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Winnipeg Free Press — Confronting racism: Photos challenge negative stereotypes

PHIL HOSSACK / WINNIPEG FREE PRESS Model Leah Gazan stands with other models in the Perception series launch Thursday.

Model Leah Gazan stands with other models in the Perception series launch Thursday.

For one night only, KC Adams' anti-racism campaign had a pulse.

The nearly two dozen models who posed for her Perception portrait series were on hand Thursday for its official launch in the foyer of Manitoba Hydro's downtown headquarters. It's hoped they'll give the campaign a life of its own and shed light on Winnipeg's racism troubles.

The goal is to counter common media portrayals of aboriginal people — as a burden on taxpayers, as victims of crime and poverty, as homeless panhandlers — and instead show them as the normal, middle-class people that many Métis, First Nations and Inuit people are.

Each model has two pictures — one where they're not smiling accompanied by a negative stereotype, and another where they're smiling and described as mothers, fathers and business people who are focused on the community.

"This is a huge day for me. It's very exciting. I didn't expect this kind of turnout," said Adams as she surveyed a crowd of about 250 people, most of them non-aboriginal.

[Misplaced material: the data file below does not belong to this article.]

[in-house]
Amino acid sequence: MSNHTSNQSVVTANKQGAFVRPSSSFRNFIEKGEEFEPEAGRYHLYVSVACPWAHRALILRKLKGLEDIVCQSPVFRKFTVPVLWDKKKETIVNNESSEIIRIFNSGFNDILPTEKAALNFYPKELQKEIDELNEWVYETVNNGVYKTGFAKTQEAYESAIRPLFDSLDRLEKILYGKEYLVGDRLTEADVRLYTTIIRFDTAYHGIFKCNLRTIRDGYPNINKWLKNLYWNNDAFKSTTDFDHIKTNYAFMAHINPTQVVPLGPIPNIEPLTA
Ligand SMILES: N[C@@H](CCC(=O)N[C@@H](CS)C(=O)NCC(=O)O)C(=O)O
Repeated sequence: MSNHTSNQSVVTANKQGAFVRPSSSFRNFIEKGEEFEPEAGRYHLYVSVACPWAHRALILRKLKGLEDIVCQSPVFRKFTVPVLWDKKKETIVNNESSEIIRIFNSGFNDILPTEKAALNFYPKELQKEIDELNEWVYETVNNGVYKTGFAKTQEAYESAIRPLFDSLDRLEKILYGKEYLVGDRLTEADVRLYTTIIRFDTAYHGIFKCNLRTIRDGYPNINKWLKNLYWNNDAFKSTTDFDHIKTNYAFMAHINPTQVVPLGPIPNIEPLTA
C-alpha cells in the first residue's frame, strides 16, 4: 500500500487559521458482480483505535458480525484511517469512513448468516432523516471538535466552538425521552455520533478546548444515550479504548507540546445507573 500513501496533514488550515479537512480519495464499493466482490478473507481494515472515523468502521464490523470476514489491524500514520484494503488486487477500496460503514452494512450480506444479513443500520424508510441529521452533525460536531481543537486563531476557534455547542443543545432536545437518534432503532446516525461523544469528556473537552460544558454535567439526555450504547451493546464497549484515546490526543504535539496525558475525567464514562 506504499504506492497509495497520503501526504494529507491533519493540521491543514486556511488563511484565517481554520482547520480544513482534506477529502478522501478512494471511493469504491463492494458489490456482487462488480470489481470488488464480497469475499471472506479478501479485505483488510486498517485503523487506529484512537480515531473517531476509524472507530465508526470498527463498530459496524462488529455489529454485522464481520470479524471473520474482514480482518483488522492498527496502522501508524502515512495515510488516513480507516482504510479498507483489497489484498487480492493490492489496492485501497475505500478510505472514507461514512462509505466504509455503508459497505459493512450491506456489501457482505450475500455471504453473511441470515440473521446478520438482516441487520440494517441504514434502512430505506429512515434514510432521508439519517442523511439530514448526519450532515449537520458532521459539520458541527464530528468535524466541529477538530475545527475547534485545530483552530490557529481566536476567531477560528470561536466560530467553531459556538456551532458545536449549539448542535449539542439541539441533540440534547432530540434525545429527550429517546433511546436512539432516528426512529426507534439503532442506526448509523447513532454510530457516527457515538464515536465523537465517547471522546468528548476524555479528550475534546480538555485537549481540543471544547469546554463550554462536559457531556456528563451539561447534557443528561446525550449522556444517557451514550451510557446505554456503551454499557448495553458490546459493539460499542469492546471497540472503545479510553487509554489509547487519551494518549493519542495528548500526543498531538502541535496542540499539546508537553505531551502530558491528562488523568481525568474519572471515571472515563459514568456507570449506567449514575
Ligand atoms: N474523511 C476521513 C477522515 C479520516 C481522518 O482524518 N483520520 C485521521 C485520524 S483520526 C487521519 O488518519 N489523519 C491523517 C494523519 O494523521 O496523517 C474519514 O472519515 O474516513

"I want everybody who was here to go home and talk to their neighbours, their friends and their families about how we can make this a better city and open this dialogue."

During the next six weeks, her portraits will be omnipresent downtown thanks to local businesses, the city and non-profit agencies. They're going to be featured on billboards, on Winnipeg Transit buses and in more than a dozen storefront windows, including in Portage Place Shopping Centre. It's on Winnipeg Jets game nights when they'll be the most prominent as they'll be projected onto the sides of several buildings near the MTS Centre.

One of the models, Leah Gazan, who teaches at the University of Winnipeg, said perhaps the most powerful aspect of Perceptions is it names racism and offers a creative way to start a much-needed discussion about the age-old problem.

"Our secrets keep us sick. When you pretend that something's not there, it perpetuates a behaviour, but it's silent. I think by naming it, it's forcing the discussion out and it's forcing the city to find solutions to something that we've been dealing with for, well, certainly my whole lifetime," said Gazan, a member of the Lakota First Nation in Saskatchewan…



Kirbyson, G. (2015, March 20). Confronting racism: Photos challenge negative stereotypes. Retrieved January 13, 2019, from

ArticleKarl Patton